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PROCEEDINGS OF THE FIFTH INTERNATIONAL CONFERENCE ON ENGINEERING COMPUTATIONAL TECHNOLOGY
Edited by: B.H.V. Topping, G. Montero and R. Montenegro
Design of Profile Extrusion Dies: An Automatic Approach
J.M. Nóbrega and O.S. Carneiro
Institute for Polymers and Composites, IPC, Department of Polymer Engineering, University of Minho, Guimarães, Portugal
J.M. Nóbrega, O.S. Carneiro, "Design of Profile Extrusion Dies: An Automatic Approach", in B.H.V. Topping, G. Montero, R. Montenegro, (Editors), "Proceedings of the Fifth International Conference on Engineering Computational Technology", Civil-Comp Press, Stirlingshire, UK, Paper 24, 2006. doi:10.4203/ccp.84.24
Keywords: extrusion die design, optimisation, finite volumes, flow balance.
As a result of the large number of phenomena and restrictions involved and the complexity of the polymer melt rheological behaviour, extrusion die design was, and still is, more an art than a science . In fact, traditionally the design of a new die was based on experimental trial-and-error procedures, which are very time, human, machine and raw materials consuming and do not guarantee the achievement of the optimal solution. Currently, and due to the availability of numerical modelling codes, this trial-and-error design approach is being progressively transformed from experimental into a numerical based operation, however, it is still dependent on the designer's experience . The advantages of this approach are an overall reduction in the cost of the project and a higher probability of finding the optimal solution. Recently, there is a trend towards the automatic die design concept [3,4,5] with the objective to turn its design as automatic as possible, ideally without any user intervention, and to guarantee the achievement of the optimal solution. In this case, the process is almost all carried out by the computer, with obvious savings in the time consumed and in the remaining resources.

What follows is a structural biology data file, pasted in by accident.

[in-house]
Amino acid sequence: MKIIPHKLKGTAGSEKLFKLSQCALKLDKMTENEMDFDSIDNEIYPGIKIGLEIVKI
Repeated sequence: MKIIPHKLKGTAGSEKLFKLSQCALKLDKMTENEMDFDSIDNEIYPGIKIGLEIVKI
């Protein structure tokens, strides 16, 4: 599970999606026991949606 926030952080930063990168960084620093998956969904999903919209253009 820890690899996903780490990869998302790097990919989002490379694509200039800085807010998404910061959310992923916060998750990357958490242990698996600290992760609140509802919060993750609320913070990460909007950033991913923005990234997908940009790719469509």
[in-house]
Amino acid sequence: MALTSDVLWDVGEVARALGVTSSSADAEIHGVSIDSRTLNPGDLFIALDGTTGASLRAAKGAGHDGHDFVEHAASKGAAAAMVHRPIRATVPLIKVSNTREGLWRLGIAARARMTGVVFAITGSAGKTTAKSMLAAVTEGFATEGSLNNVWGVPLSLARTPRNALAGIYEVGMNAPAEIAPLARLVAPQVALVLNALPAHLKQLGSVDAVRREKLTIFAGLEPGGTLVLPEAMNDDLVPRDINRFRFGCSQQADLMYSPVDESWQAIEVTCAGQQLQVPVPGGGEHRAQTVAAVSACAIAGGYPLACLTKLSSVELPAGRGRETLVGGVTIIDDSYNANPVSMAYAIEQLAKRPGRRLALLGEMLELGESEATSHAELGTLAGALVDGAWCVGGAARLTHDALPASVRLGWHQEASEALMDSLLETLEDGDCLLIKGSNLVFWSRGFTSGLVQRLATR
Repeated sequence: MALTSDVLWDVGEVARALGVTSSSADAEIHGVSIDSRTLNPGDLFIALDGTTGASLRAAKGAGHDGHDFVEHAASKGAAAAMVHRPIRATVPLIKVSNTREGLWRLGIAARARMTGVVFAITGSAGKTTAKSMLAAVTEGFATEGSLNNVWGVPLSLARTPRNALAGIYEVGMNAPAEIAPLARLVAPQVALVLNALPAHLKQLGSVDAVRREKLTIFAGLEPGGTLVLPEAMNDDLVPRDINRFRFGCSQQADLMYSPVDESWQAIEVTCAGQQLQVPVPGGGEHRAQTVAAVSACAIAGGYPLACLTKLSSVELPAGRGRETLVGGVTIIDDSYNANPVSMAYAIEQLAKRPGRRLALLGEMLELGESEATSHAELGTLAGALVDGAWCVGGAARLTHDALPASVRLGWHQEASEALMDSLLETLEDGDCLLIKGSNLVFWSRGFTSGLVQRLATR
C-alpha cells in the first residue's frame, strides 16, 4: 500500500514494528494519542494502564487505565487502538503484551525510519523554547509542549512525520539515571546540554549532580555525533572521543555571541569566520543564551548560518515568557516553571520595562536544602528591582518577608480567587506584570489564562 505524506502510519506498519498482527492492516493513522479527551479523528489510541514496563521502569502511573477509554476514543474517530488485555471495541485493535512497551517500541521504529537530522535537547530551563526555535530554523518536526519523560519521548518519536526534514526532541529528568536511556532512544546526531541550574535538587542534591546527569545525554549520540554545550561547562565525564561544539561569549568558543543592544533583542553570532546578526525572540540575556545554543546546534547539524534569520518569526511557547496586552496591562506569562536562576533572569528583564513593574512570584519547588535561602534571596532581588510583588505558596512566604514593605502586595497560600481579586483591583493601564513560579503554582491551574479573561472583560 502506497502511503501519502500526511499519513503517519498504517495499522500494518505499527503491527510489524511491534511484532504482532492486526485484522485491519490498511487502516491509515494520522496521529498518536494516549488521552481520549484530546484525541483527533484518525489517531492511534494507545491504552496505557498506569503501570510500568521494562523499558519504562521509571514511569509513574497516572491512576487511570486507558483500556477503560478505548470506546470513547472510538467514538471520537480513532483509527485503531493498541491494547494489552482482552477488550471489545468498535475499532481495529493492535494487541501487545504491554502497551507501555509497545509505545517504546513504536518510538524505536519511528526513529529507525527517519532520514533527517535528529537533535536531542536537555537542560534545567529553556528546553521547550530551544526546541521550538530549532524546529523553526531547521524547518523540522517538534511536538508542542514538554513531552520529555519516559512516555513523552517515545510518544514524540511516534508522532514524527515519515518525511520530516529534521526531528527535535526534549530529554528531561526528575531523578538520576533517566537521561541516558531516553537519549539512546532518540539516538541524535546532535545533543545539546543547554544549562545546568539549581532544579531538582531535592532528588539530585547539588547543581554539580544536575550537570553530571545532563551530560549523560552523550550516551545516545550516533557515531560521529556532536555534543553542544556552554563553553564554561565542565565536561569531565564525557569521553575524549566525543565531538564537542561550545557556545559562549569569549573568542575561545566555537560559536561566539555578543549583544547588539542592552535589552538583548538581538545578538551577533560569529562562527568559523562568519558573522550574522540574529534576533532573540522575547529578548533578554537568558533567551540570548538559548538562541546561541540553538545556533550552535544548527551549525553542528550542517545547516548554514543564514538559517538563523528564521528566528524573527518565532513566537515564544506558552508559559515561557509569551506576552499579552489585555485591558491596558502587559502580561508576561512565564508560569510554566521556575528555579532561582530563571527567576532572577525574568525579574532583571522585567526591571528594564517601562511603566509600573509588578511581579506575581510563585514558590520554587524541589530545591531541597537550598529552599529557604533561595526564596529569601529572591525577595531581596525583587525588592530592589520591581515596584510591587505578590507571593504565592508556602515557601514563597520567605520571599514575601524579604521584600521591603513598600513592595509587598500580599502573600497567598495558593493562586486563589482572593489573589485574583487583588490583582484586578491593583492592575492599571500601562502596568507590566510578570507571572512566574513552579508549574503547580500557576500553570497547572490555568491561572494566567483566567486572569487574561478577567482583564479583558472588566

The authors of the present work have successfully implemented and validated a numerical code able to automatically balance the flow in profile extrusion dies [3,6,7]. To accomplish this, several problems had to be solved, namely: geometry parameterisation, minimisation of the computation time, evaluation of the quality of each trial geometry and the optimisation technique. The parameterisation problem was solved by the division of the profile cross section into elemental sections and by the introduction of an additional region in the die flow channel, which allowed the definition of the die geometry through some parameters. The minimisation of the computation time was achieved by the employment of a numerical code based in the finite volume method coupled with a progressive mesh refinement technique. An objective function was proposed to evaluate the performance of each trial geometry. For optimisation purposes two algorithms were implemented, one based on the simplex method and other in the traditional trial-and-error approach usually employed in the design of these tools, and two alternative design strategies were developed.
A case study is used to compare the adequacy of several die design strategies implemented, not only in terms of the performance attained for the resulting dies when used in the conditions adopted in their optimisation, but also in terms of their robustness when those conditions are varied. The results obtained allowed the following conclusions:
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